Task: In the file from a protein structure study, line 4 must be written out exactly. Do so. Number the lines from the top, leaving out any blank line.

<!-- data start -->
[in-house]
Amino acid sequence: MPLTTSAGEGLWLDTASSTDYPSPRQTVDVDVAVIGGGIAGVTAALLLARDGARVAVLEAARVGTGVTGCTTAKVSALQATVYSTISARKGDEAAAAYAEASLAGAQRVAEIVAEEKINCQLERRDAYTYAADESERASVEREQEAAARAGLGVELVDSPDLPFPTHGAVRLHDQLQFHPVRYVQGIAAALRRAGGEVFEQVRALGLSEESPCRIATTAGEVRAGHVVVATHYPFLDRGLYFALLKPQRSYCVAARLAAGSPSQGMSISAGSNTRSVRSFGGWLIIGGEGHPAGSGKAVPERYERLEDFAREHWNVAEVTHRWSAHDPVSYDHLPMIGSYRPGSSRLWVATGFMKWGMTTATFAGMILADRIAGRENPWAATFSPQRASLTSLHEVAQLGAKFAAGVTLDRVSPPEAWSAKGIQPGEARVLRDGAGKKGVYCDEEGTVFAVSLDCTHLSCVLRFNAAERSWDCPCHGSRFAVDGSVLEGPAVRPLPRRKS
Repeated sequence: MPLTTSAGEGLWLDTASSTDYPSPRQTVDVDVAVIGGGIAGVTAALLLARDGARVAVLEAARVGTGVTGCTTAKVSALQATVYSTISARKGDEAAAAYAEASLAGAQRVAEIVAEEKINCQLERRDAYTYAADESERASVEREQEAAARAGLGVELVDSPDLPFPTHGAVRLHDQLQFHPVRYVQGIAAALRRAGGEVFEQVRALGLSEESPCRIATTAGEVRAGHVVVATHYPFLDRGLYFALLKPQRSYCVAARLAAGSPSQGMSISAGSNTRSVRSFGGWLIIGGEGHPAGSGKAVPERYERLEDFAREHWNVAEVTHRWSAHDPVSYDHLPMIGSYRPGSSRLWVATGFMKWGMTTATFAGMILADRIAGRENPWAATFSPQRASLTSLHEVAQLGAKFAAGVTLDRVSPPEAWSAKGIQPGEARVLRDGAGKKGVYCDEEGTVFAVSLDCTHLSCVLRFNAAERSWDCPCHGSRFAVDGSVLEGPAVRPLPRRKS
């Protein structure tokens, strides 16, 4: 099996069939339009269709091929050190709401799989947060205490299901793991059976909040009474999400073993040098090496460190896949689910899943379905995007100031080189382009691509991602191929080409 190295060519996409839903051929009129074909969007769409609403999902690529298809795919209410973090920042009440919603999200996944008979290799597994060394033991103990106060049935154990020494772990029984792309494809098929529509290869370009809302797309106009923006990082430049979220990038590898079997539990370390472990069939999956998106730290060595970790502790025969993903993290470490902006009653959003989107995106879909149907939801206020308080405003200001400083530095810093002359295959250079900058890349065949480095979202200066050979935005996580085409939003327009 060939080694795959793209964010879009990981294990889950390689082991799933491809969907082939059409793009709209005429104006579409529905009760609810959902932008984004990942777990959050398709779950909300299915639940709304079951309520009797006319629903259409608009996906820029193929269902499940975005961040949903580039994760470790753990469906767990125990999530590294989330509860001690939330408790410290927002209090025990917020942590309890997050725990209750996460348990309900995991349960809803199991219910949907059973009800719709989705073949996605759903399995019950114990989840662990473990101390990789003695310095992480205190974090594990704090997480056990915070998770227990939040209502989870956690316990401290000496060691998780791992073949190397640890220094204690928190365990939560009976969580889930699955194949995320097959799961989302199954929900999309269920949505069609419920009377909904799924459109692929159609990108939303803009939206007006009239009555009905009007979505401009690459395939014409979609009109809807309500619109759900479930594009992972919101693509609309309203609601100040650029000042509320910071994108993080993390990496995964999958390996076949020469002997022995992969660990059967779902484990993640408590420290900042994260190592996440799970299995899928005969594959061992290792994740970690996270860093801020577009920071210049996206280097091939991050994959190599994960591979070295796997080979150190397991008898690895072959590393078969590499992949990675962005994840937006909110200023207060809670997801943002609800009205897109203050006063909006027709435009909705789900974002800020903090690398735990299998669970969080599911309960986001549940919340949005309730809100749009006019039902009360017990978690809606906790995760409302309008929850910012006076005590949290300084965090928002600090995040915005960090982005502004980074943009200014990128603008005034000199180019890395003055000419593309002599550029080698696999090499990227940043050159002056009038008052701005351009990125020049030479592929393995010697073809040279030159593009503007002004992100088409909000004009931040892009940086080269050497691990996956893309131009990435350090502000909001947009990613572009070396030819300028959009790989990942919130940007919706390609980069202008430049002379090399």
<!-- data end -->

């Protein structure tokens, strides 16, 4: 099996069939339009269709091929050190709401799989947060205490299901793991059976909040009474999400073993040098090496460190896949689910899943379905995007100031080189382009691509991602191929080409 190295060519996409839903051929009129074909969007769409609403999902690529298809795919209410973090920042009440919603999200996944008979290799597994060394033991103990106060049935154990020494772990029984792309494809098929529509290869370009809302797309106009923006990082430049979220990038590898079997539990370390472990069939999956998106730290060595970790502790025969993903993290470490902006009653959003989107995106879909149907939801206020308080405003200001400083530095810093002359295959250079900058890349065949480095979202200066050979935005996580085409939003327009 060939080694795959793209964010879009990981294990889950390689082991799933491809969907082939059409793009709209005429104006579409529905009760609810959902932008984004990942777990959050398709779950909300299915639940709304079951309520009797006319629903259409608009996906820029193929269902499940975005961040949903580039994760470790753990469906767990125990999530590294989330509860001690939330408790410290927002209090025990917020942590309890997050725990209750996460348990309900995991349960809803199991219910949907059973009800719709989705073949996605759903399995019950114990989840662990473990101390990789003695310095992480205190974090594990704090997480056990915070998770227990939040209502989870956690316990401290000496060691998780791992073949190397640890220094204690928190365990939560009976969580889930699955194949995320097959799961989302199954929900999309269920949505069609419920009377909904799924459109692929159609990108939303803009939206007006009239009555009905009007979505401009690459395939014409979609009109809807309500619109759900479930594009992972919101693509609309309203609601100040650029000042509320910071994108993080993390990496995964999958390996076949020469002997022995992969660990059967779902484990993640408590420290900042994260190592996440799970299995899928005969594959061992290792994740970690996270860093801020577009920071210049996206280097091939991050994959190599994960591979070295796997080979150190397991008898690895072959590393078969590499992949990675962005994840937006909110200023207060809670997801943002609800009205897109203050006063909006027709435009909705789900974002800020903090690398735990299998669970969080599911309960986001549940919340949005309730809100749009006019039902009360017990978690809606906790995760409302309008929850910012006076005590949290300084965090928002600090995040915005960090982005502004980074943009200014990128603008005034000199180019890395003055000419593309002599550029080698696999090499990227940043050159002056009038008052701005351009990125020049030479592929393995010697073809040279030159593009503007002004992100088409909000004009931040892009940086080269050497691990996956893309131009990435350090502000909001947009990613572009070396030819300028959009790989990942919130940007919706390609980069202008430049002379090399």